Guest columnist Richard Slzosek: I know your secret 

  • The statement by President Joe Biden’s personal attorney Bob Bauer is photographed on Saturday. AP

Published: 2/1/2023 2:34:58 PM
Modified: 2/1/2023 2:34:46 PM

For the past three years, the Standing Committee of the Calvin Coolidge Museum and Forbes Library have been sponsoring a monthly presidential book club. The next president to be discussed is Jimmy Carter and the book that has been chosen is the 2021 biography, “The Outlier” by Kai Bird.

In January 1977, Carter had chosen Theodore Sorenson to head the CIA and on pages 146 -149 of Bird’s book there is a discussion as to what happened to that nomination. Sorenson had been JFK’s speech writer and, during the Pentagon Papers case in 1971, he had written an affidavit stating that the government classified too many documents and that government officials routinely took some home. He then said he himself had taken home seven boxes of classified papers when he left the White House. On page 148 there is a quote from Senator Joe Biden who had originally supported Sorenson but then changed his mind when he learned of the affidavit. Biden said, ” Honestly, I’m not sure whether or not Mr. Sorenson could be indicted or convicted under the espionage statutes.” In lieu of recent revelations concerning the president, former vice-president Pence and, of course, ex-president Trump, that quote is a classic example of the more things change, the more they remain the same. One cannot help but wonder if there will be further discoveries of such documents from earlier administrations.

Those of us who grew up watching war movies and reading spy novels were inculcated with the idea that classified documents were kept in impenetrable vault-like safes and that espionage agents risked their lives attempting to get at them. It is a head-shaking moment to realize that, at least since the 1960s, high-ranking officials with top security clearances, have regularly removed classified working papers to their homes. Their intent likely was to use the papers as reference material in writing their memoirs or perhaps just to impress the grandchildren at how important they once were. Nevertheless, it seems that all a modern-day spy need do is to acquire a job at an office or home cleaning service to gain access to classified papers. But then again, most of those papers are likely so irrelevant and uninteresting that no spy would be interested in them.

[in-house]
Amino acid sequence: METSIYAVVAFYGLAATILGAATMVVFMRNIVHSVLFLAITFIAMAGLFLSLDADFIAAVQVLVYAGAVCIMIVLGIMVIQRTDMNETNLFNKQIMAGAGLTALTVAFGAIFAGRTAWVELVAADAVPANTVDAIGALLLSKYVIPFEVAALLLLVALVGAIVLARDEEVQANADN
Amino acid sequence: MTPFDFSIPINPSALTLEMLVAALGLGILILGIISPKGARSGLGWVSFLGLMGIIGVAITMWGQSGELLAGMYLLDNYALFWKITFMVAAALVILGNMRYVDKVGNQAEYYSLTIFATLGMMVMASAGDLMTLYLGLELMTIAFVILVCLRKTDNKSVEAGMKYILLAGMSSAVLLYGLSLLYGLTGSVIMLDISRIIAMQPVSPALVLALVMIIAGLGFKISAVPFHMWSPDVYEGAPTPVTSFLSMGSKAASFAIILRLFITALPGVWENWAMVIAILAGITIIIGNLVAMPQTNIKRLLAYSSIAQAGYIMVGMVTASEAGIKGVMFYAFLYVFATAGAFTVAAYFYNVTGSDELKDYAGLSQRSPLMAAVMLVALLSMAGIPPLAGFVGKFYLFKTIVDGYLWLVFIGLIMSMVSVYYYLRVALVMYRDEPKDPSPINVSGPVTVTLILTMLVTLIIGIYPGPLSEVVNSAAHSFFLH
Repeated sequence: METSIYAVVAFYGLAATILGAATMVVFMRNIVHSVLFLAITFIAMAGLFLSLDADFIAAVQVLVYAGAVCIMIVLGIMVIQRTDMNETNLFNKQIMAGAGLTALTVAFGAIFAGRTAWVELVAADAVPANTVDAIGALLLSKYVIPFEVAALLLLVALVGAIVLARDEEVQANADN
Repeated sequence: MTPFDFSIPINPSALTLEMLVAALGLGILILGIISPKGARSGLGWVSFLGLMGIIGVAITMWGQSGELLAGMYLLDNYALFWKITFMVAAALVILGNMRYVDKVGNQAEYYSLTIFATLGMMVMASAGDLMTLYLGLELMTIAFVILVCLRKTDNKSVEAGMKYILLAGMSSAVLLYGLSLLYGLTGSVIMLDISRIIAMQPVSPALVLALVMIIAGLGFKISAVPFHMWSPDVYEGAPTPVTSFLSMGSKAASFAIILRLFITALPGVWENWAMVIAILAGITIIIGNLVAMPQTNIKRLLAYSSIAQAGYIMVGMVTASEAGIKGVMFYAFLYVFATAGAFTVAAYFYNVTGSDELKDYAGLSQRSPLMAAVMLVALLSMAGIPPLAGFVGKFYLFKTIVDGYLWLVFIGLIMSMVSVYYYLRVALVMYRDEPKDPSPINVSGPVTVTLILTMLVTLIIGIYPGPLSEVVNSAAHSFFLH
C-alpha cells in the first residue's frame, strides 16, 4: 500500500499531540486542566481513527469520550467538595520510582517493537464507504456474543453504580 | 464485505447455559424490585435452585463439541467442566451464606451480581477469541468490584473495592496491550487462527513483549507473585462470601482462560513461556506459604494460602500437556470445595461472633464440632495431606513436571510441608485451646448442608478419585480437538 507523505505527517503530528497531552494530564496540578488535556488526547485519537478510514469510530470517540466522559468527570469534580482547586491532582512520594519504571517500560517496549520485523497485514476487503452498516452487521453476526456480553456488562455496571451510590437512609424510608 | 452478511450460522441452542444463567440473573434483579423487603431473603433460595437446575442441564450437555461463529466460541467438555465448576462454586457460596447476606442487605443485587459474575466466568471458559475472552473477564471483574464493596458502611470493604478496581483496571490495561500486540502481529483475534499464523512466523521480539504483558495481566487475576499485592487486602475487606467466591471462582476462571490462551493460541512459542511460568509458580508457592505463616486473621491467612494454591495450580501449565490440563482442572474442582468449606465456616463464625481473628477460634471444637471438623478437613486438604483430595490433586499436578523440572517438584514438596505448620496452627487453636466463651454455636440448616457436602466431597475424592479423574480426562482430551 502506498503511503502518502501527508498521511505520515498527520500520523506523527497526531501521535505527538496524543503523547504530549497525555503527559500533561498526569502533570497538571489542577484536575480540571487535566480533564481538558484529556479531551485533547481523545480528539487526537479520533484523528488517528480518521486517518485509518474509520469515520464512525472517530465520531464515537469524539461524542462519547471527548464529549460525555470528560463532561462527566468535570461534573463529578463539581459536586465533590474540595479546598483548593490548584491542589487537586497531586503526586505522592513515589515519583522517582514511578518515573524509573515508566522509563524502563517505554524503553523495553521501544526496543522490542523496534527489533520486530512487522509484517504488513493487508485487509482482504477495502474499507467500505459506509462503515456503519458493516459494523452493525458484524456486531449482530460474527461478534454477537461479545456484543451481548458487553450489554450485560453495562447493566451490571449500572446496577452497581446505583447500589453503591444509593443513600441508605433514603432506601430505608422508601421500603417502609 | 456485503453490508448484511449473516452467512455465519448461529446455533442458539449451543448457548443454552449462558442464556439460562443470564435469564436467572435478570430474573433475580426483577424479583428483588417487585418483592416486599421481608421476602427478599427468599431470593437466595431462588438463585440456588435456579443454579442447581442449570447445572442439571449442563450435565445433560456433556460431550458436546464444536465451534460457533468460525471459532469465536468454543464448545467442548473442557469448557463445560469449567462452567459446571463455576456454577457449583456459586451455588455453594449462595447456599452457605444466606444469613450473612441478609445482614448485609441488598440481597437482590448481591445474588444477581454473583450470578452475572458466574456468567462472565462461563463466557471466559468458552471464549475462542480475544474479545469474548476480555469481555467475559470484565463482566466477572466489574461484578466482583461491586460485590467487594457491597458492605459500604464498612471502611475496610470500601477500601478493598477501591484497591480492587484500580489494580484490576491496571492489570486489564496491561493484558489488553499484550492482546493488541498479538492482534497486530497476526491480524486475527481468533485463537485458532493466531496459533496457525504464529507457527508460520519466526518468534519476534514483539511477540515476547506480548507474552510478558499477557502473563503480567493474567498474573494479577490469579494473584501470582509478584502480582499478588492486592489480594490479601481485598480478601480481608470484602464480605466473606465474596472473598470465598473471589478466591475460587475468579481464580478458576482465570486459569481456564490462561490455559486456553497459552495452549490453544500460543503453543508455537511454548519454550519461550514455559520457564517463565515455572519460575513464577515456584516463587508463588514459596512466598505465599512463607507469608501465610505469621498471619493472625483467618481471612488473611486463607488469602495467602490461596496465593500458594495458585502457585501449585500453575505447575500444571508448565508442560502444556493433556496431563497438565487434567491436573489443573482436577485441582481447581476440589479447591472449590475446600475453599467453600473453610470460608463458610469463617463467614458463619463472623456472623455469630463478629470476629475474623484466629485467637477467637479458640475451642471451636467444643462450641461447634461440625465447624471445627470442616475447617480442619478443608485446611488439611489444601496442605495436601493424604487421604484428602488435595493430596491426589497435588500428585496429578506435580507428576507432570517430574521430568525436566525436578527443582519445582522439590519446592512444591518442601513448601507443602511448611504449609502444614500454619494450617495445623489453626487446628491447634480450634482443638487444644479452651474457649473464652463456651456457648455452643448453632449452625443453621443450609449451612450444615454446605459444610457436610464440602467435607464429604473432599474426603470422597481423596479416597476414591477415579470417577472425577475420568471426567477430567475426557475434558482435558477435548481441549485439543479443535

It undoubtedly gives a bureaucrat a bit of a buzz to stamp confidential on a paper and I would not be surprised to learn that the White House chef classifies his grocery shopping list. Clearly the intelligence agencies and the military must classify many documents, but for most of the bureaucracy the over-classification problem seems to be out of control. With all those “secret papers” floating about in private homes, the nation has still managed to survive. Notwithstanding that fact, I hope President Biden appoints a bi-partisan commission to examine the problem and that they do not make their findings and recommendations confidential.

Richard Szlosek lives in Northampton.
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